# Graphing expressions

### Assignment Overview

In this assignment, you will create a program for graphing simple functions. You will make heavy use of interfaces, both your own interfaces and ones provided by the Go standard library. There are two main components:

1. An `Expr` (or expression) type, which represents a mathematical function of one variable, for example, `x + 2`, or `3 * x * (x + 7)`. An expression can `Eval` itself on a particular value of `x`, returning a number, and it can `String` itself (producing a string like “x + 2”).

2. A `Graph` struct that implements the `image.Image` interface. A `Graph` holds an `Expr` and some settings, like how big the graph should be and how its axes are arranged.

### Instructions

#### 1The expression interface

Declare an interface for expressions, `Expr`. An expression should be able to `String() string` itself, and `Eval(x float64) float64` its value at a certain float64 value of x.

#### 2The concrete expression types

Implement each of the following expression types as you please:

• `Constant`, an expression representing a constant number, like 2.3 or -50. This should `Eval` to itself, no matter what `x` is. The `String` function should just return a String version of this number. (Use `fmt.Sprintf`.)

• `Negative`, an expression representing the negation of another expression. (You must, of course, store that other expression.) This should print out as `-BLAH`, where `BLAH` is whatever the subexpression prints out as. It should evaluate to the negative of whatever the other expression evaluates to.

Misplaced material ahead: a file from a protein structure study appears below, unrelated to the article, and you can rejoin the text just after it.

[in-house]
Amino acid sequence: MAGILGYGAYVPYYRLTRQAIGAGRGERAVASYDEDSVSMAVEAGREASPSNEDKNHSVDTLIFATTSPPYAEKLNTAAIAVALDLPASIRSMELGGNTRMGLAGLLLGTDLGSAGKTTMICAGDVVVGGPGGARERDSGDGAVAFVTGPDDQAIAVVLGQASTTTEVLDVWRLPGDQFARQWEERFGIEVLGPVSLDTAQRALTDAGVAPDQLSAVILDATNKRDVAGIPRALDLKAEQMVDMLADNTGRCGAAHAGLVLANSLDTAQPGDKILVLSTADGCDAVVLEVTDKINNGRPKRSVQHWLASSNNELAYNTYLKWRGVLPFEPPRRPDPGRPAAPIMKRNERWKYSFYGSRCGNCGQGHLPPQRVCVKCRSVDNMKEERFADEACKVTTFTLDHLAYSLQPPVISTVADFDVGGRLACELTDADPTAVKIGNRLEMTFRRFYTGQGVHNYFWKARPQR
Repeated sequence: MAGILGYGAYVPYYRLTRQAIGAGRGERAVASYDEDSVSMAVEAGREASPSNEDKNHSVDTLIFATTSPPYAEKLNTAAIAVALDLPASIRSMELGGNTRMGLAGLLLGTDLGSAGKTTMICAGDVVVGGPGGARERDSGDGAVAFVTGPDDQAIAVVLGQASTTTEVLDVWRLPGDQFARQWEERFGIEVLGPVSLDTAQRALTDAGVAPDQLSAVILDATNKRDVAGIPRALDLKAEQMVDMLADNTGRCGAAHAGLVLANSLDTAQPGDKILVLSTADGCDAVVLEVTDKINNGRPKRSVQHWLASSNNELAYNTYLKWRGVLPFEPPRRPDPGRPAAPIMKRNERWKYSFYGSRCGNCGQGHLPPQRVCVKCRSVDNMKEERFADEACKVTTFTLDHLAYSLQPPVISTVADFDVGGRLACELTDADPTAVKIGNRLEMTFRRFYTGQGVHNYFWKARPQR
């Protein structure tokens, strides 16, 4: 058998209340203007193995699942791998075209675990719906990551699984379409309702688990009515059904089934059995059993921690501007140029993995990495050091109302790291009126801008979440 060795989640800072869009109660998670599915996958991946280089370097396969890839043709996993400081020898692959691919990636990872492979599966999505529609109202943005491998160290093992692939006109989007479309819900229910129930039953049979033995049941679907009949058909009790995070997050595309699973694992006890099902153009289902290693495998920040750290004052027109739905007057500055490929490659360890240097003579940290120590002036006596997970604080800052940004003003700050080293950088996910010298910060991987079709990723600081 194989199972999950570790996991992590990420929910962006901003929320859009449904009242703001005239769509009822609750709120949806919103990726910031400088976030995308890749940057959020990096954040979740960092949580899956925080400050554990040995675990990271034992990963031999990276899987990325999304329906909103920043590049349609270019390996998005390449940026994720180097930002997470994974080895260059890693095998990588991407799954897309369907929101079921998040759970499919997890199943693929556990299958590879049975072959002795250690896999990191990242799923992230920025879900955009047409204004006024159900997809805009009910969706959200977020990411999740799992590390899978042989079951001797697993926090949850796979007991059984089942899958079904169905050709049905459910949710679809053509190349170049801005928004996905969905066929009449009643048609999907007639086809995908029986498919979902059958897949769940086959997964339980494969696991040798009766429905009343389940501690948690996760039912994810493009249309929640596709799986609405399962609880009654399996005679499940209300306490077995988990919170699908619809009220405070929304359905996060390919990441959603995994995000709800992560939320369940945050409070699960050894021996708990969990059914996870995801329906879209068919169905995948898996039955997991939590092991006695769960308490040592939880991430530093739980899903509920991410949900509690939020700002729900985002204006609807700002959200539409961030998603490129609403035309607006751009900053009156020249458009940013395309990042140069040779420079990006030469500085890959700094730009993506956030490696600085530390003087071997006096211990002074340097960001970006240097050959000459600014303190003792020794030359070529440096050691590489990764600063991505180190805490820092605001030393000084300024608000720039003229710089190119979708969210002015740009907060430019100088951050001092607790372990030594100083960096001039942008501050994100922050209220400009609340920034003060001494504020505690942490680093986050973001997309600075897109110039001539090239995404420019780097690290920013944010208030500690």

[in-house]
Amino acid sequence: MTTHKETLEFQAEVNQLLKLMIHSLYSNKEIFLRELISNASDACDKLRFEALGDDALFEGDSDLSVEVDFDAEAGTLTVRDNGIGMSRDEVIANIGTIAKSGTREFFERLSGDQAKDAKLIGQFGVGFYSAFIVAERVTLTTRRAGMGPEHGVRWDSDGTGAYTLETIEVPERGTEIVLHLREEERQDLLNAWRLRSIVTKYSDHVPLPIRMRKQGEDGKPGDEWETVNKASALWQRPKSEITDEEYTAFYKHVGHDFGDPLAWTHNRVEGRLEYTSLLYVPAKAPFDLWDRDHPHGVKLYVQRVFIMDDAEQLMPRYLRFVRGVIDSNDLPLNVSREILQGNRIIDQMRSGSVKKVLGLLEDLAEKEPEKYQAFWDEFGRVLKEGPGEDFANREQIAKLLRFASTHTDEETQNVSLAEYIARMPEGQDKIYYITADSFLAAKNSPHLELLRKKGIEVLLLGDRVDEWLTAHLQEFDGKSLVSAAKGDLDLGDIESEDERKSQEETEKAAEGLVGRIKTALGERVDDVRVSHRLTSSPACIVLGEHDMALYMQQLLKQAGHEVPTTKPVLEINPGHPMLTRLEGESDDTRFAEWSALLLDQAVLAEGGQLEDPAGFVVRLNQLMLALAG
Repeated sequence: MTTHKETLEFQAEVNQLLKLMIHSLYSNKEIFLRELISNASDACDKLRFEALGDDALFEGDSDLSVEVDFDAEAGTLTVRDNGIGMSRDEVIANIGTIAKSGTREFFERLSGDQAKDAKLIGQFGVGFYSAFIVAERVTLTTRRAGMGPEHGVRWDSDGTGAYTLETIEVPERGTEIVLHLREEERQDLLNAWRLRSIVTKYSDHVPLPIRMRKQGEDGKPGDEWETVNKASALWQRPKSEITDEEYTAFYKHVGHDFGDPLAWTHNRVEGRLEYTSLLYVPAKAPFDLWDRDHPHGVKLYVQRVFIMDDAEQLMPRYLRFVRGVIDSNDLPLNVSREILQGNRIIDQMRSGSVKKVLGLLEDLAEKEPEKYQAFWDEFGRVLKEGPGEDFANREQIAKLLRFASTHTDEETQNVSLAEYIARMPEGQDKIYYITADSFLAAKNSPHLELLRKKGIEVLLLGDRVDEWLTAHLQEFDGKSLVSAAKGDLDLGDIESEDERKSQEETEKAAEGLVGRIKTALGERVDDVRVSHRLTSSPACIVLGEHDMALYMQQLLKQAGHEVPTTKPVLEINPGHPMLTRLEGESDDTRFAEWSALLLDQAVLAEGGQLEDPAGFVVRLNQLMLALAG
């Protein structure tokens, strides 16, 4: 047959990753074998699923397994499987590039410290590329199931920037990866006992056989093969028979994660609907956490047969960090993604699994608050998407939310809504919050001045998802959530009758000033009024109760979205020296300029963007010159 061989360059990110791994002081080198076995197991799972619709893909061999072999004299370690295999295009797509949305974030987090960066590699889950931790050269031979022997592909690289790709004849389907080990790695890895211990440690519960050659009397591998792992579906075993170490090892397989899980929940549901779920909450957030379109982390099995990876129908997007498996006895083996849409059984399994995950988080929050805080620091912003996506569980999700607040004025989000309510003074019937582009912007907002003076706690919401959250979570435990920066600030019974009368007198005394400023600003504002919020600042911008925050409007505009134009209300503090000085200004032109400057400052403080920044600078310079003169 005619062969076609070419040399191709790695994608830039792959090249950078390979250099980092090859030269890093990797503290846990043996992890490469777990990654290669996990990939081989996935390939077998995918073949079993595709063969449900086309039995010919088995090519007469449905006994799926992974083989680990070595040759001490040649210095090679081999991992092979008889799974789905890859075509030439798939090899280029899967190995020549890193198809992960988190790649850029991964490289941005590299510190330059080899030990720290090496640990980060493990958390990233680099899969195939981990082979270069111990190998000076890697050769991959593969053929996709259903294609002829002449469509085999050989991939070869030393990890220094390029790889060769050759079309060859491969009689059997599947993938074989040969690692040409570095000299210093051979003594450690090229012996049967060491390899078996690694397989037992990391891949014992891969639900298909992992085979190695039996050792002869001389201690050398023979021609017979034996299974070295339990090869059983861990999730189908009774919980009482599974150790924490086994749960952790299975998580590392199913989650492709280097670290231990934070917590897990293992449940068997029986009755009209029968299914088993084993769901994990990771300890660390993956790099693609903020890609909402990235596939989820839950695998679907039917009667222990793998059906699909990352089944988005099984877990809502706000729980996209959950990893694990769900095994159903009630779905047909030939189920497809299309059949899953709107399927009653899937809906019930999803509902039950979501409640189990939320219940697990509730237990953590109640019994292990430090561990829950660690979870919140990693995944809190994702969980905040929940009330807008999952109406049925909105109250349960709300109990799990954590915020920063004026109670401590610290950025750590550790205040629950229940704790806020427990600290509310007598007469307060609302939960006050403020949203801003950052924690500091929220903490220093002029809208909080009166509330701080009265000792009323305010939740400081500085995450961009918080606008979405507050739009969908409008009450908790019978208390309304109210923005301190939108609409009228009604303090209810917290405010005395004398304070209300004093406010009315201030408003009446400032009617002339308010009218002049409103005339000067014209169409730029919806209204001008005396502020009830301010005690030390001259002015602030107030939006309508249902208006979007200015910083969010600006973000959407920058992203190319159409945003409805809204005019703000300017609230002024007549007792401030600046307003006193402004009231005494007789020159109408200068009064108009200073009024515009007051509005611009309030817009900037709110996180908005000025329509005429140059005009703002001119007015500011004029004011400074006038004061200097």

• `BinaryOperation`, an expression consisting of two sub-expressions and a binary operation, either `+`, `-`, `*`, or `/`. This should print as `(e1 op e2)`, where `e1` and `e2` are the string versions of the two sub-expressions, and `op` is the operation.

• `Variable`, which represents a variable. (You might choose to implement this as `type Variable string`, where the string is the name of the variable, like “x” or “y”. Just note that your program only supports one variable; you can call it `x` or `y` or whatever, but it’s all the same thing.) It evaluates to whatever `x` is passed into the `Eval` method; it prints out as `x` (or whatever the variable name is).

#### 3The Graph type

Write a struct type, `Graph`, that stores an expression, and some settings: a height and width in pixels, as well as a MinX, MaxX, MinY, and MaxY for the “axes” of the graph. Implement the three methods required for the Image interface:

1. `ColorModel() color.Model`–you can just return `color.GrayModel`.

2. `Bounds() Rectangel`–use `image.Rect(0, 0, w, h)` to return the width and height of your image in pixels.

3. `At(x, y int) color.Color`–the hard one. Given an (x, y) coordinate, decide what color to paint that pixel of the image. To do this, you need to first figure out what “real value” x corresponds to. If x is the 5th pixel in a 100-pixel image, and the axis goes from MinX = 0 to MaxX = 20, then x = 5 really corresponds to x = 1, 1/20th of the way across the axis. Once you have this, you need to evaluate your Expr at this point. This will give you a y value. Calculate what pixel that y value would land on, based on the y axis’s scale. If that pixel number is the y value passed in to you, return black (`color.Gray{0}`). Otherwise, return white (`color.Gray{255}`).

#### 4Main function

In your main function, create a few expressions, and save them to files using code like the following:

 ``` 1 2 3 4 5 6 7 8 9 10 11 12 13 14 15 16 17 18 19 20 21``` ```func main() { var e1 Expr = ... var e2 Expr = ... var graph1 = Graph{e1, 100, 100, ..., ..., ..., ...} var graph2 = Graph{e2, 100, 100, ..., ..., ..., ...} f1, err := os.Create("graph1.png") if err != nil { panic("Error opening graph1.png") } png.Encode(f1, graph1) f1.Close() f2, err := os.Create("graph2.png") if err != nil { panic("Error opening graph2.png") } png.Encode(f2, graph2) f2.Close() } ```